Wilmington and the Brandywine Valley are rich with history. Early settlers date back to the 1600's and the area offers some of the finest examples of 18th and 19th century living in the region. If history is your thing, grab the kids, get in the car, and program your GPS for these First State history hot spots:

Historic New Castle

No history trip to our area is complete without a stop in the town with historic in its name! Historic New Castle was originally settled by the Dutch West India Company in 1651 under the leadership of Peter Stuyvesant. Originally named Fort Casmir, the town changed name and ownership several times over the next 30 years and through the second and third Anglo-Dutch wars. It wasn't until 1680 that New Castle was conveyed to William Penn by the Duke of York and served as his landing place and where he first set foot on American soil on October 27, 1682.

Historic New Castle is located just 10 minutes south of Downtown Wilmington, and is the oldest continuously occupied town in the Delaware Valley. And, thanks to the efforts of legendary preservationist, Louise du Pont Crowninshield, this vibrant, fully occupied community remains one of the most important Colonial/Federal villages in America - second only to Williamsburg, Virginia in the number and authenticity of its historic structures.

What to see when you get there:

Read House and Gardens: 22-room Federal-style mansion where several rooms are restored to capture the gentility of the Colonial Revival movement and the gaiety of the Roaring ‘20s.

The Arsenal: Home to the New Castle Historical Society and their Museum Shop and Visitor Center. They will have all your information on the Amstel House, Dutch House, and the Old Library Museum.

New Castle Court House Museum: Delaware's first court and capital. Learn about Delaware's colonial and state history and early system of law government!

Delaware City

Delaware City can trace its origins back to 1801 when the Newbold family from New Jersey purchased a tract of land that became known as Newbold's Landing. The Newbolds drew plans for the town in 1826 with the expectation that it would eventually grow to rival Philadelphia as a Delaware River port and commercial center. Fortunately for today's visitors, that didn't quite happen.

Today, Delaware City is a quaint riverfront community. The city encompasses only 1.3 square miles and boasts an historic district with more than 200 buildings constructed during the 19th-and early 20th-century. The city's main street has a number of independently owned shops, including art galleries, gift shops, bakeries and an authentic blacksmith.

What to see when you get there:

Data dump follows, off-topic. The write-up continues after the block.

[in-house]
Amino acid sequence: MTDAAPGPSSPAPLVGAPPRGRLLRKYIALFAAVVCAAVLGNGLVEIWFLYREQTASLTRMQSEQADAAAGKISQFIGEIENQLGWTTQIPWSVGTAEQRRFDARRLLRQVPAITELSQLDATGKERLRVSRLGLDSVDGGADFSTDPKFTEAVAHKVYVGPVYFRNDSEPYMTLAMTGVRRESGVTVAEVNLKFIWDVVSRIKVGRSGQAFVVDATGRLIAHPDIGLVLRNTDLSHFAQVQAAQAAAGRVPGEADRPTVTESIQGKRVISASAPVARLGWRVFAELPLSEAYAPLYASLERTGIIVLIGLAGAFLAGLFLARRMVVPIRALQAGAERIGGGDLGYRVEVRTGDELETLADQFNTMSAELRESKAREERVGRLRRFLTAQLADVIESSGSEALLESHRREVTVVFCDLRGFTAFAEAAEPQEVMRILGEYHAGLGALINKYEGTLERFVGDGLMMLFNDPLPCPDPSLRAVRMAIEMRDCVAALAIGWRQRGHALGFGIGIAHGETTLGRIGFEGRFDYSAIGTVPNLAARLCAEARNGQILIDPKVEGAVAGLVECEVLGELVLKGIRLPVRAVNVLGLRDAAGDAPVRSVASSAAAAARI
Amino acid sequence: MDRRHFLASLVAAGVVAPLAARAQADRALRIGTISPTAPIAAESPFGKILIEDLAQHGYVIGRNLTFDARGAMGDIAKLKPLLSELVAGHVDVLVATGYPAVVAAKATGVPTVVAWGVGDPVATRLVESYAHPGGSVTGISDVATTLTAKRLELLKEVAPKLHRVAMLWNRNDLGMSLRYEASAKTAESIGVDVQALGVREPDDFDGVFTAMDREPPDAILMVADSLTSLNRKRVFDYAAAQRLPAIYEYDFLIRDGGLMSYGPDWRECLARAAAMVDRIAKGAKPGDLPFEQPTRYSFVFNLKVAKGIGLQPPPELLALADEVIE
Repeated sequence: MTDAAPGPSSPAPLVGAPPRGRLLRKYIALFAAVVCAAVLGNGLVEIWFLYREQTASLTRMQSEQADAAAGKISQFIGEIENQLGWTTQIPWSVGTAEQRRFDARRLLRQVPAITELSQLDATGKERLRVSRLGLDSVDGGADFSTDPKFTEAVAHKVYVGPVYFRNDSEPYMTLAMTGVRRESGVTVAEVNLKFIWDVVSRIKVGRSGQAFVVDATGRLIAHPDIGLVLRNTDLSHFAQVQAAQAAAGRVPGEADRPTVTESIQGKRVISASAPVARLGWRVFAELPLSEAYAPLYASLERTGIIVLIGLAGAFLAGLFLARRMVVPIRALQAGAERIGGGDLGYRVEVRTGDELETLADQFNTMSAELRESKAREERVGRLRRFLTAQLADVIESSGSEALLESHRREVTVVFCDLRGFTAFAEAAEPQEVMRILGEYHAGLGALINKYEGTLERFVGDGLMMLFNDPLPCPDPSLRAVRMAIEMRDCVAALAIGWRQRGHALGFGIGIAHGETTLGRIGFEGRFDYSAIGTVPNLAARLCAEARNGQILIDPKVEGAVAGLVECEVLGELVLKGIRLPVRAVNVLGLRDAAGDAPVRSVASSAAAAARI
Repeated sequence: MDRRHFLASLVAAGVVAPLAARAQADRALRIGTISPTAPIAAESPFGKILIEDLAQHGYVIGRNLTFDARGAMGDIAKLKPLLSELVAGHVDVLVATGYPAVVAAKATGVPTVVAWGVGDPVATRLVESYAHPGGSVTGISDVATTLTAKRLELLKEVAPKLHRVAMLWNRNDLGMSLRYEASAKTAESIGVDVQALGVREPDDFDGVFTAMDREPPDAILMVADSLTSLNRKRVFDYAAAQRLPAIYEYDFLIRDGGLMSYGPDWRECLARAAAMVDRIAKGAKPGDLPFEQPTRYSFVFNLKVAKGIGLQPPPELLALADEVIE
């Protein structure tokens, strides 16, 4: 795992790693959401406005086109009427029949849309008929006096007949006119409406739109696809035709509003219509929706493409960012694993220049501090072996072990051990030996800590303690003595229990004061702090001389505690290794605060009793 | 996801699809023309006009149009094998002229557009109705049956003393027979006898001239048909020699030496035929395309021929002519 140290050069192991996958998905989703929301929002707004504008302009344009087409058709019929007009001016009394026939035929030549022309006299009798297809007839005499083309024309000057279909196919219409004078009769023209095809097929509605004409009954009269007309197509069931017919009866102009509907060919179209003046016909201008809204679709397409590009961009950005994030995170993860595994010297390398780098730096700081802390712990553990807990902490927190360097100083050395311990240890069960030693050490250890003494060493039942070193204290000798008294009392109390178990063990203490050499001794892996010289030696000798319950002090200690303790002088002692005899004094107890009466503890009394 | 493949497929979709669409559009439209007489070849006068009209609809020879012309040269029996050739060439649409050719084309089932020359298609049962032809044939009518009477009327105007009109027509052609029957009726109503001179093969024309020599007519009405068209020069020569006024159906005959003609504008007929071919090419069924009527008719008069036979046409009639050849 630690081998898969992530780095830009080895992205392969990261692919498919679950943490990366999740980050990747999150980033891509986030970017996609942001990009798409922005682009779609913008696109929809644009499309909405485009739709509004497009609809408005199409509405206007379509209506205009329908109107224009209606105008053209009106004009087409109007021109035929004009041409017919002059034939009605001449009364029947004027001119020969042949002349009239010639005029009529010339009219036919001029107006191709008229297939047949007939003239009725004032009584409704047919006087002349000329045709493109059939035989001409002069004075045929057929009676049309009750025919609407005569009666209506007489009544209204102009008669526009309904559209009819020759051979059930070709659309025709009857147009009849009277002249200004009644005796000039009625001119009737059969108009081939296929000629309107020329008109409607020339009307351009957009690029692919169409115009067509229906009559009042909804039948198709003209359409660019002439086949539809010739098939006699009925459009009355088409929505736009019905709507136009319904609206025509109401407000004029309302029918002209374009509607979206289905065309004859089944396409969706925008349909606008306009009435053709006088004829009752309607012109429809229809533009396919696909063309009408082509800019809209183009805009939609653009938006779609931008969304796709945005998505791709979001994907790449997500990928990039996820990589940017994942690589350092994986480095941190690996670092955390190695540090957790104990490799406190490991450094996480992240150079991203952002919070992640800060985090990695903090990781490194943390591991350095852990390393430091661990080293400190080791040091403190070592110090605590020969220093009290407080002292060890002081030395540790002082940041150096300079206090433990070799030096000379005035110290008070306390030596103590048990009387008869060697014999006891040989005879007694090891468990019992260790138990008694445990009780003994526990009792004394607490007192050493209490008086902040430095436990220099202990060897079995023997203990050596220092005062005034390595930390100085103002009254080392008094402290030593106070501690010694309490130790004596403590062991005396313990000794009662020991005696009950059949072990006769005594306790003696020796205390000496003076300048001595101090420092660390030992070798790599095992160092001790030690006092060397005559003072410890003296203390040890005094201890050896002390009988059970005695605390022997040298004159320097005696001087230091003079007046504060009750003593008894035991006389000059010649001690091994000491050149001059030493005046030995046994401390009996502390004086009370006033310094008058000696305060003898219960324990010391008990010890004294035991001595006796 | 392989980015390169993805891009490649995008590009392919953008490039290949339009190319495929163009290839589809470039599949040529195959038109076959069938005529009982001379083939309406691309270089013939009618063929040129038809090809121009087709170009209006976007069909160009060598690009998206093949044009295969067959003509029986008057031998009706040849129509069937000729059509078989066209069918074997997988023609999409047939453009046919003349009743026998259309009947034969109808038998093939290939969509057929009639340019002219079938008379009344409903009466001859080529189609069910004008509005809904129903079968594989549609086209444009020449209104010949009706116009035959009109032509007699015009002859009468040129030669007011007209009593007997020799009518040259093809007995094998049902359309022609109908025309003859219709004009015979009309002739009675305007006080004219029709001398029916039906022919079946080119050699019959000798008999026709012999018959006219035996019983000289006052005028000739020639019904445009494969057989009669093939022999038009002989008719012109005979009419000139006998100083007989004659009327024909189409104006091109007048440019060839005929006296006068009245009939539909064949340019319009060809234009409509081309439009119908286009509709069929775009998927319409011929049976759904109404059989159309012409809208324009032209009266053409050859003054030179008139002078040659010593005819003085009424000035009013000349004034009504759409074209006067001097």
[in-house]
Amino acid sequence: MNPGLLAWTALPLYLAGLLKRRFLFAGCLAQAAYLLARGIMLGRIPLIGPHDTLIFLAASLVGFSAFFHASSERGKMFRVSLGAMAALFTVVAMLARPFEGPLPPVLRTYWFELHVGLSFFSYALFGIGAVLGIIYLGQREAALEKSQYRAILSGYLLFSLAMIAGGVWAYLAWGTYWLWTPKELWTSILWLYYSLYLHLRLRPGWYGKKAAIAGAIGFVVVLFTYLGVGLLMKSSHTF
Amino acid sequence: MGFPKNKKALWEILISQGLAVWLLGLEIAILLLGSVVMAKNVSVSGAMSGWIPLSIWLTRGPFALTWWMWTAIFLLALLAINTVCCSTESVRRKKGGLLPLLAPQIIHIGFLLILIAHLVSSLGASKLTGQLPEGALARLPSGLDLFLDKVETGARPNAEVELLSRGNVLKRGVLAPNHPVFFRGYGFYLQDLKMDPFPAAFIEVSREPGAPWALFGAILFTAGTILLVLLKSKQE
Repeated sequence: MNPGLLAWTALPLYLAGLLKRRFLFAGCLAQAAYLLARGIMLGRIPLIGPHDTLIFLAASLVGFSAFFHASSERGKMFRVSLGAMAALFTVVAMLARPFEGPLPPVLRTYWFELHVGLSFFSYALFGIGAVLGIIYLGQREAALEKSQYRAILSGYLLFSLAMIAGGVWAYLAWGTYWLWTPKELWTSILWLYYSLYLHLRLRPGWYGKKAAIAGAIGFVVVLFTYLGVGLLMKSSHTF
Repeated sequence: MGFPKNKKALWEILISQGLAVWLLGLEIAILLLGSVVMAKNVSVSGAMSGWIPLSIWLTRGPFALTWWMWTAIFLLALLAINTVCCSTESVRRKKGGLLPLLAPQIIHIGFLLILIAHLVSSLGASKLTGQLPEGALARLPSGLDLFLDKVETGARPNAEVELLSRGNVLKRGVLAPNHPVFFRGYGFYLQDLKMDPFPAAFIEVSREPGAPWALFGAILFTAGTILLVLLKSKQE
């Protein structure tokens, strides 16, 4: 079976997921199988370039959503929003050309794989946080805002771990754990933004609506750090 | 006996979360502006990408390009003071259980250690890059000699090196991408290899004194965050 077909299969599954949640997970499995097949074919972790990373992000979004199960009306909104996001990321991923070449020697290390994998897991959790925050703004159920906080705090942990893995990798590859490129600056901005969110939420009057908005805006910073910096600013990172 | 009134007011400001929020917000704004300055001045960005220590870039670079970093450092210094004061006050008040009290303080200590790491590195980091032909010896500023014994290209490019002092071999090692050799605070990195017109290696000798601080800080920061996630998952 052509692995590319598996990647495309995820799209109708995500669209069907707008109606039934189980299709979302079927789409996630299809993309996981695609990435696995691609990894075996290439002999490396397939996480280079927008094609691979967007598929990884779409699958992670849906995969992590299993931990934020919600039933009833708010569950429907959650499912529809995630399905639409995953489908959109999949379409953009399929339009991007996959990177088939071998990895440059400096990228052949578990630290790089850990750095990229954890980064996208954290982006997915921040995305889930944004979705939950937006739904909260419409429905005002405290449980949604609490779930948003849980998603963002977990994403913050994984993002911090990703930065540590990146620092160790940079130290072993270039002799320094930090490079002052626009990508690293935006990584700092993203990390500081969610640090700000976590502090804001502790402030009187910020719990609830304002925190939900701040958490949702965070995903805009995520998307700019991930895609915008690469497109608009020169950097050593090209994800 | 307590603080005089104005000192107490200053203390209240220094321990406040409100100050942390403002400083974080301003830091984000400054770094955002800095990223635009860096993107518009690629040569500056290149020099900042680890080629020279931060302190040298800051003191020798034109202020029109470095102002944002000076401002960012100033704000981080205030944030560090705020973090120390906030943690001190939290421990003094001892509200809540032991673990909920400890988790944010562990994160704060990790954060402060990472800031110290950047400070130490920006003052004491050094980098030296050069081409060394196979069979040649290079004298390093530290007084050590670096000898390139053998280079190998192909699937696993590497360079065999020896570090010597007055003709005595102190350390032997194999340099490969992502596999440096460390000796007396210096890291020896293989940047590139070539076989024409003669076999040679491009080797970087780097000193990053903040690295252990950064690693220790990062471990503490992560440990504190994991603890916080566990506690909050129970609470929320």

Fort Delaware: A Union fortress dating back to 1859, once housed Confederate prisoners of war. It was originally built to protect the ports of Wilmington and Philadelphia. Just a short ½ mile ferry rides gets you a day of hand-on-history at the fort!

Historic Odessa

Odessa was first settled by the Dutch in the 17th century and was originally named Appoquinimink, after a neighboring creek. British settlers gradually replaced the Dutch, and in 1664 the Appoquinimink area was confiscated and deeded to Captain Edmund Cantwell. Today, Odessa's footprint is a mere .5 square miles with approximately 286 residents.

What to see when you get there:

Historic Houses of Odessa: Operated by the Historic Odessa Foundation, these five unique properties are open year-round and boast some of the finest examples of 18th and 19th century architecture and lifestyles.

• The houses include: the Corbit-Sharp House (circa 1774), the Wilson Warner House (circa 1769), the Collins-Sharp House (circa 1700), the Brick Hotel (circa 1822) and the Odessa Bank (circa 1853).


Wilmington is Delaware's largest city, but it was originally known as Willington, in honor of Thomas Willing, the first developer of the land. The original colony was founded by Sweden and Finland in 1638, and later fell in to the hands of the Dutch in 1655. Years following, under British rule and King George II the colony was granted a borough charter in 1739. It was at this time the name was changed from Willington to Wilmington, in honor of Spencer Compton, the Earl of Wilmington, a favorite of the King.

Wilmington not only has a strong Swedish tradition, but also many French influences, courtesy of the du Pont family legacy!

What to see when you get there:

Old Swedes Historic Site: Visitors from around the world seek out Old Swedes Church to experience and explore the only surviving structure from the first Swedish settlement along the banks of the Christina River

Hagley Museum and Library: Get a unique glimpse into 19th-century American life and work at Hagley Museum and Library, the site of the original Du Pont powder mills, estate, and gardens, with live machinery demonstrations in the powder yard, changing exhibits in Henry Clay Mill, the homes and school on Blacksmith Hill, and the Georgian-style Eleutherian Mills mansion.

Rockwood Museum and Park: Tour Rockwood Museum and Park, a rural gothic mansion built by Quaker merchant banker Joseph Shipley between 1851 and 1854, with rooms restored to the way they looked in 1895 at the height of the Victorian Era when Shipley's descendants lived here.

Winterthur Museum and Library: Founded by Henry Francis du Pont, Winterthur's preeminent collection of American antiques reflects both early America and the du Pont family's life at this glorious estate. Enjoy tours of the house and spectacular 60-acre garden.